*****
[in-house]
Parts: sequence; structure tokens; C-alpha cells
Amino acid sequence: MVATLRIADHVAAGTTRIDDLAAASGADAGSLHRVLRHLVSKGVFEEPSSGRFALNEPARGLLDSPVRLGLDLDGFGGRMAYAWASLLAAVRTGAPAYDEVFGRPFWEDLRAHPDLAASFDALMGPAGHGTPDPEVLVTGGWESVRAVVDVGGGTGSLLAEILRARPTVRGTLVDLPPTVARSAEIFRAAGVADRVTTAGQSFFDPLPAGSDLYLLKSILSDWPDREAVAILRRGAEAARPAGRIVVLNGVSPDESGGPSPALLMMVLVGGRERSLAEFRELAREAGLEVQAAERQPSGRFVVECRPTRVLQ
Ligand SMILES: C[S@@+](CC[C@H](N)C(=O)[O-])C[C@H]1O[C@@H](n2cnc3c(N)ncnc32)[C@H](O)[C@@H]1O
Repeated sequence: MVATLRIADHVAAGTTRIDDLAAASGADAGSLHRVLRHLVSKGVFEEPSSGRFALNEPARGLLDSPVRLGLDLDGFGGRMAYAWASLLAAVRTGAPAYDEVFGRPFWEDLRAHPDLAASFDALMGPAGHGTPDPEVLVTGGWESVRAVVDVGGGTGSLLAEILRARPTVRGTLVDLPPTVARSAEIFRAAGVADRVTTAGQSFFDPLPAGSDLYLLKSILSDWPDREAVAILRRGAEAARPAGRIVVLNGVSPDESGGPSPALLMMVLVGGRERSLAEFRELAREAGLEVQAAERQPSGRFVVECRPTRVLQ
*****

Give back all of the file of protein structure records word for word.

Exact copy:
[in-house]
Parts: sequence; structure tokens; C-alpha cells
Amino acid sequence: MVATLRIADHVAAGTTRIDDLAAASGADAGSLHRVLRHLVSKGVFEEPSSGRFALNEPARGLLDSPVRLGLDLDGFGGRMAYAWASLLAAVRTGAPAYDEVFGRPFWEDLRAHPDLAASFDALMGPAGHGTPDPEVLVTGGWESVRAVVDVGGGTGSLLAEILRARPTVRGTLVDLPPTVARSAEIFRAAGVADRVTTAGQSFFDPLPAGSDLYLLKSILSDWPDREAVAILRRGAEAARPAGRIVVLNGVSPDESGGPSPALLMMVLVGGRERSLAEFRELAREAGLEVQAAERQPSGRFVVECRPTRVLQ
Ligand SMILES: C[S@@+](CC[C@H](N)C(=O)[O-])C[C@H]1O[C@@H](n2cnc3c(N)ncnc32)[C@H](O)[C@@H]1O
Repeated sequence: MVATLRIADHVAAGTTRIDDLAAASGADAGSLHRVLRHLVSKGVFEEPSSGRFALNEPARGLLDSPVRLGLDLDGFGGRMAYAWASLLAAVRTGAPAYDEVFGRPFWEDLRAHPDLAASFDALMGPAGHGTPDPEVLVTGGWESVRAVVDVGGGTGSLLAEILRARPTVRGTLVDLPPTVARSAEIFRAAGVADRVTTAGQSFFDPLPAGSDLYLLKSILSDWPDREAVAILRRGAEAARPAGRIVVLNGVSPDESGGPSPALLMMVLVGGRERSLAEFRELAREAGLEVQAAERQPSGRFVVECRPTRVLQ